High school students are well aware of the competition they’ll face when they apply to college so they’re willing to do whatever it takes to make their transcripts and resumes stand out to admissions committees. One great way to do this is by taking Advanced Placement classes and as the demand for these courses increases, high schools are doing their part to accommodate all interested students.
Though a Boston Globe review of state data found students at area high schools take AP exams at widely different rates, schools in the city’s northern suburbs have recorded higher rates of AP participation. In Malden, for example, 40 percent of seniors in the class of 2010 took at least one AP exam during their high school careers and the city has even added AP courses in psychology, U.S. government and environmental science to meet the increasing demand. Why? Because administrators are removing barriers. “For lack of a better word, we go after the kids. Teachers, guidance counselors and administrators make sure kids know they have this opportunity,” Malden’s director of guidance, testing and academic support Manjula Karamcheti said.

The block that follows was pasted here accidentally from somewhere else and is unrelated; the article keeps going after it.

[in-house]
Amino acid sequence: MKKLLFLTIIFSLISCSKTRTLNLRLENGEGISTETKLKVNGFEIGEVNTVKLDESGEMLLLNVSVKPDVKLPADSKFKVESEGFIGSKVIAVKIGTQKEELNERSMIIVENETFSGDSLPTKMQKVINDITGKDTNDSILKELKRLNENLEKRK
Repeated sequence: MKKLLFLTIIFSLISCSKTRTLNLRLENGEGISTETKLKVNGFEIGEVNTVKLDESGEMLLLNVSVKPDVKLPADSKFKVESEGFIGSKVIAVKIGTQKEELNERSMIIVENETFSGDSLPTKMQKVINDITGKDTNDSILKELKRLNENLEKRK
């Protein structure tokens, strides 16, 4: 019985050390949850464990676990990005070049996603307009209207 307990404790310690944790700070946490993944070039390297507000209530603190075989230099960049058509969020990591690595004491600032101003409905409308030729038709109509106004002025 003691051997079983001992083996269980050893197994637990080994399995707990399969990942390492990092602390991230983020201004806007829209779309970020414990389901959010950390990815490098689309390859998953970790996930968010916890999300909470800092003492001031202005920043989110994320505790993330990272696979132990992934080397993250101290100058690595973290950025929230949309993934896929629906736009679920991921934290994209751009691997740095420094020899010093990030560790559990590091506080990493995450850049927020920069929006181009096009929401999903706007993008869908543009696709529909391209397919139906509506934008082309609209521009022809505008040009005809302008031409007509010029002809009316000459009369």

Are all students succeeding? No, but educators feel the overall benefits of the AP experience can be more important than a student’s score on the test. “When you open up the access, you run the risk of allowing students in that maybe were on the cusp, and I think that’s a good thing,” said Jon Bernard, principal of North Reading High School, where 60 percent of students scored a 3 or higher on their AP exams last year. “Even if the student gets a 2 or a 1 on the exam, I still think they have gained a benefit that will allow them to be successful in their postsecondary pursuits.”
What do you think of this AP for all philosophy?
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